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As deaths increase, is it time for tougher penalties for drivers?

As deaths increase, is it time for tougher penalties for drivers?
Dave Humphreys

Words: Dave Humphreys - @LordHumphreys

Published on: May 27, 2020

Words: Dave Humphreys - @LordHumphreys

Published on: May 27, 2020

Road deaths continue to climb despite reduced traffic.

Despite the drastic reduction in road traffic nationwide since the Covid-19 restrictions began, the number of fatal collisions rose by 17 per cent over 2019 figures, with a nine per cent increase in road deaths.

More alarmingly, the number of pedestrian deaths has doubled in the same period. To date this year the number of fatalities on the roads in Ireland is 60, 18 of which were pedestrians and 10 were passengers.

Speaking ahead of the June bank holiday weekend, Chief Superintendent Paul Cleary, Garda National Roads Policing Unit, said: "In light of the increase in road deaths this year, An Garda Síochána will launch a Roads Policing enforcement operation this coming June Bank Holiday weekend. The operation will concentrate on the four 'Lifesaver' offences of driving under the influence of alcohol or drugs, speeding, non-seatbelt wearing and using a mobile phone while driving. Of concern is the number of people arrested so far this year for driving under the influence of an intoxicant; either alcohol or drugs.

"Notwithstanding the recent Covid-19 restrictions with reduced traffic on our roads and the closure of licenced premises, we have still seen 1,153 people detected for driving under the influence of an intoxicant, since the 27th March 2020. In addition, Roads Policing members are still detecting motorists driving in excess of the speed limits, not wearing seatbelts and driving while using mobile phones. This bank holiday weekend there will be increased Garda activity and roads policing enforcement; the primary focus of this operation is to save lives and prevent serious collisions. We want people to enjoy this bank holiday weekend as best they can in difficult circumstances, but we also want every road user to act responsibly and stay safe when using the road."

The (thankfully) outgoing Minister for Transport, Tourism and Sport, Shane Ross, also made one of his signature vapid statements. "I am greatly alarmed at the rise in road deaths this year, particularly at the increase in pedestrian deaths".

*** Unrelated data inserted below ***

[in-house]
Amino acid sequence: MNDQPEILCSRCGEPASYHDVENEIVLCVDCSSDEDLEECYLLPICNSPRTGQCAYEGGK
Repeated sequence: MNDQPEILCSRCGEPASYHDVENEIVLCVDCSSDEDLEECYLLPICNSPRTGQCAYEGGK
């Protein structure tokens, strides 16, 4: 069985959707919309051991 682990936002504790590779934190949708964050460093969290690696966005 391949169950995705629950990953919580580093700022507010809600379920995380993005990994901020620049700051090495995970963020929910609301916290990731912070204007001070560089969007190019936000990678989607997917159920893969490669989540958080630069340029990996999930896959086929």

Many motorists simply don't care

There is no other way to put it really; many motorists don't care about the applicable laws and other road users. This attitude could partly be attributed to a poor standard of driver education or perhaps mere selfishness. There is a seemingly endless supply of evidence on social media of drivers doing inappropriate things, from 'professional' bus drivers speeding and HGV driver blocking pedestrian junctions to poor lane discipline and little regard for the posted speed limits.

In most cases, this happens because there is no reprimand, or even if caught, it is far too easy to avoid prosecution. In the case where a driver is caught using a mobile phone - widely regarded as one of the most distracting things to do while driving - there is only a three penalty point and €60 fine. Considering how widely this practice appears to take place, that is not a sufficient deterrent, but what is? If the punishment was to increase to €2,000 would people think twice about reaching for the phone?

The need for better alternatives and planning

Reducing speed limits may help lower vehicle emissions as well as improve safety for cyclists and pedestrians, but only if they are adhered to, and that rarely seems to be the case, especially in densely populated areas. Rather than add more speed humps, reassigning how much road space is given to vehicles in proportion to protected cycling infrastructure and footpaths that cannot be impeded on by parked cars and pointless street furniture would benefit a higher number of people.

Similarly, adopting approaches used in other countries may help slow careless drivers down. In many Italian and Portuguese towns, radar-activated traffic lights operate, continually flashing amber until a triggered and they turn to red. Doing so not only stops the speeding driver but slows everyone else behind on their journey, and in theory makes it more socially unacceptable to speed. If everyone sticks to a sensible average speed, then nobody has to stop, and everyone gets to their destination in a reasonable time. Many things have to change to reduce the number of injury and death on our roads, the easiest of which is attitude.